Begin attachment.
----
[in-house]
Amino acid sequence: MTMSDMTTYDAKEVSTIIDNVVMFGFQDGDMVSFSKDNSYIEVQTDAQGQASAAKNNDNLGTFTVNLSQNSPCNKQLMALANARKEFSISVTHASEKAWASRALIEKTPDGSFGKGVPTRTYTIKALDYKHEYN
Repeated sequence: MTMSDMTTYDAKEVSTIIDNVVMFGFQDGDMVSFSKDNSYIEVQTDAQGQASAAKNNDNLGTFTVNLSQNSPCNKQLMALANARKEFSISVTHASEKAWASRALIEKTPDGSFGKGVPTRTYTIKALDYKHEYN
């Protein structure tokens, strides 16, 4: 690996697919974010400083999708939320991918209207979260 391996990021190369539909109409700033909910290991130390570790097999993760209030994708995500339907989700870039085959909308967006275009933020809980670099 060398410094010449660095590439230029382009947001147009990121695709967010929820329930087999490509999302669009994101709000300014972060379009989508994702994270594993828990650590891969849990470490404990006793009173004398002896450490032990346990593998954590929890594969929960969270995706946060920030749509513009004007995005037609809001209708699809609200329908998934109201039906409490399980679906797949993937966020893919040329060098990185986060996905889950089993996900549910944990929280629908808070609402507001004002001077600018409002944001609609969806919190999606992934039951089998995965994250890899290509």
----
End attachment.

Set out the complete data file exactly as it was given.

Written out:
[in-house]
Amino acid sequence: MTMSDMTTYDAKEVSTIIDNVVMFGFQDGDMVSFSKDNSYIEVQTDAQGQASAAKNNDNLGTFTVNLSQNSPCNKQLMALANARKEFSISVTHASEKAWASRALIEKTPDGSFGKGVPTRTYTIKALDYKHEYN
Repeated sequence: MTMSDMTTYDAKEVSTIIDNVVMFGFQDGDMVSFSKDNSYIEVQTDAQGQASAAKNNDNLGTFTVNLSQNSPCNKQLMALANARKEFSISVTHASEKAWASRALIEKTPDGSFGKGVPTRTYTIKALDYKHEYN
């Protein structure tokens, strides 16, 4: 690996697919974010400083999708939320991918209207979260 391996990021190369539909109409700033909910290991130390570790097999993760209030994708995500339907989700870039085959909308967006275009933020809980670099 060398410094010449660095590439230029382009947001147009990121695709967010929820329930087999490509999302669009994101709000300014972060379009989508994702994270594993828990650590891969849990470490404990006793009173004398002896450490032990346990593998954590929890594969929960969270995706946060920030749509513009004007995005037609809001209708699809609200329908998934109201039906409490399980679906797949993937966020893919040329060098990185986060996905889950089993996900549910944990929280629908808070609402507001004002001077600018409002944001609609969806919190999606992934039951089998995965994250890899290509």